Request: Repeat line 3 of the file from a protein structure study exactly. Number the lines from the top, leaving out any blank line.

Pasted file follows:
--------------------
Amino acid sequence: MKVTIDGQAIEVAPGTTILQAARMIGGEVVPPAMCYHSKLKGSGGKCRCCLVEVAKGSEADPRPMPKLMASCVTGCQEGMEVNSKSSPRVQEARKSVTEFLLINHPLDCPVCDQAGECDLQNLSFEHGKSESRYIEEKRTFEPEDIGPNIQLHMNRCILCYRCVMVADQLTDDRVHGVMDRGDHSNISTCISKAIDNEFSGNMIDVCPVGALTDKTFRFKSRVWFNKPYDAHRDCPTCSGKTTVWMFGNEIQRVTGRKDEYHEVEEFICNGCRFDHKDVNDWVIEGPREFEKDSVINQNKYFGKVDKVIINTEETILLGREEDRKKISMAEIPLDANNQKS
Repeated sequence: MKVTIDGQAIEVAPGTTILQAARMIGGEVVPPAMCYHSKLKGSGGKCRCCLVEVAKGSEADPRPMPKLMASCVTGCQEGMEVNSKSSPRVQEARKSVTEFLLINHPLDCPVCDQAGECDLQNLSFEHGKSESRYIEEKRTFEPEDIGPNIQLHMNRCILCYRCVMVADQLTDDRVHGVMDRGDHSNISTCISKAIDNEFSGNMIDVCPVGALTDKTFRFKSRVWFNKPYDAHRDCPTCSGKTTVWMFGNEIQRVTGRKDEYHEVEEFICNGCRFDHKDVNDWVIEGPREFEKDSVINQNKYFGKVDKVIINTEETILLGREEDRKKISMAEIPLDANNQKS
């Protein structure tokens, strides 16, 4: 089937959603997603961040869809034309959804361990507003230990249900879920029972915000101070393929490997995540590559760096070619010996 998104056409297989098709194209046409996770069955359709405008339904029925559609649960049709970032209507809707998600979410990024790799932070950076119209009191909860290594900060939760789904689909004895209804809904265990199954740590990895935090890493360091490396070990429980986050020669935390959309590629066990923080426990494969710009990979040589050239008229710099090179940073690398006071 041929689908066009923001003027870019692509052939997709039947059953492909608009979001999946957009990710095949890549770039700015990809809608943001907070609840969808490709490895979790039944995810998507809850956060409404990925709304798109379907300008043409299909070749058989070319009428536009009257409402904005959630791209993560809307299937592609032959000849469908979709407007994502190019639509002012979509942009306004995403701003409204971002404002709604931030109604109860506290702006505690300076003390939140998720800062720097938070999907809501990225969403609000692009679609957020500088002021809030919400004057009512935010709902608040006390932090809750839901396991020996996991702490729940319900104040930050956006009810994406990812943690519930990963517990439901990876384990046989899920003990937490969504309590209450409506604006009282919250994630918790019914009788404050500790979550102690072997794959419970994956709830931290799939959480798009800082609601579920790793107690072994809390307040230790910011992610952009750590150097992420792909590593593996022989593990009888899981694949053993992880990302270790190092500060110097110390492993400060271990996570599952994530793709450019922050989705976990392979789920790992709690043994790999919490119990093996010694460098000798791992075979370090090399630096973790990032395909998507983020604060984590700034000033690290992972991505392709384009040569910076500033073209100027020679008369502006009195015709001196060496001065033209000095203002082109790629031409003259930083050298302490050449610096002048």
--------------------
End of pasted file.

């Protein structure tokens, strides 16, 4: 089937959603997603961040869809034309959804361990507003230990249900879920029972915000101070393929490997995540590559760096070619010996 998104056409297989098709194209046409996770069955359709405008339904029925559609649960049709970032209507809707998600979410990024790799932070950076119209009191909860290594900060939760789904689909004895209804809904265990199954740590990895935090890493360091490396070990429980986050020669935390959309590629066990923080426990494969710009990979040589050239008229710099090179940073690398006071 041929689908066009923001003027870019692509052939997709039947059953492909608009979001999946957009990710095949890549770039700015990809809608943001907070609840969808490709490895979790039944995810998507809850956060409404990925709304798109379907300008043409299909070749058989070319009428536009009257409402904005959630791209993560809307299937592609032959000849469908979709407007994502190019639509002012979509942009306004995403701003409204971002404002709604931030109604109860506290702006505690300076003390939140998720800062720097938070999907809501990225969403609000692009679609957020500088002021809030919400004057009512935010709902608040006390932090809750839901396991020996996991702490729940319900104040930050956006009810994406990812943690519930990963517990439901990876384990046989899920003990937490969504309590209450409506604006009282919250994630918790019914009788404050500790979550102690072997794959419970994956709830931290799939959480798009800082609601579920790793107690072994809390307040230790910011992610952009750590150097992420792909590593593996022989593990009888899981694949053993992880990302270790190092500060110097110390492993400060271990996570599952994530793709450019922050989705976990392979789920790992709690043994790999919490119990093996010694460098000798791992075979370090090399630096973790990032395909998507983020604060984590700034000033690290992972991505392709384009040569910076500033073209100027020679008369502006009195015709001196060496001065033209000095203002082109790629031409003259930083050298302490050449610096002048």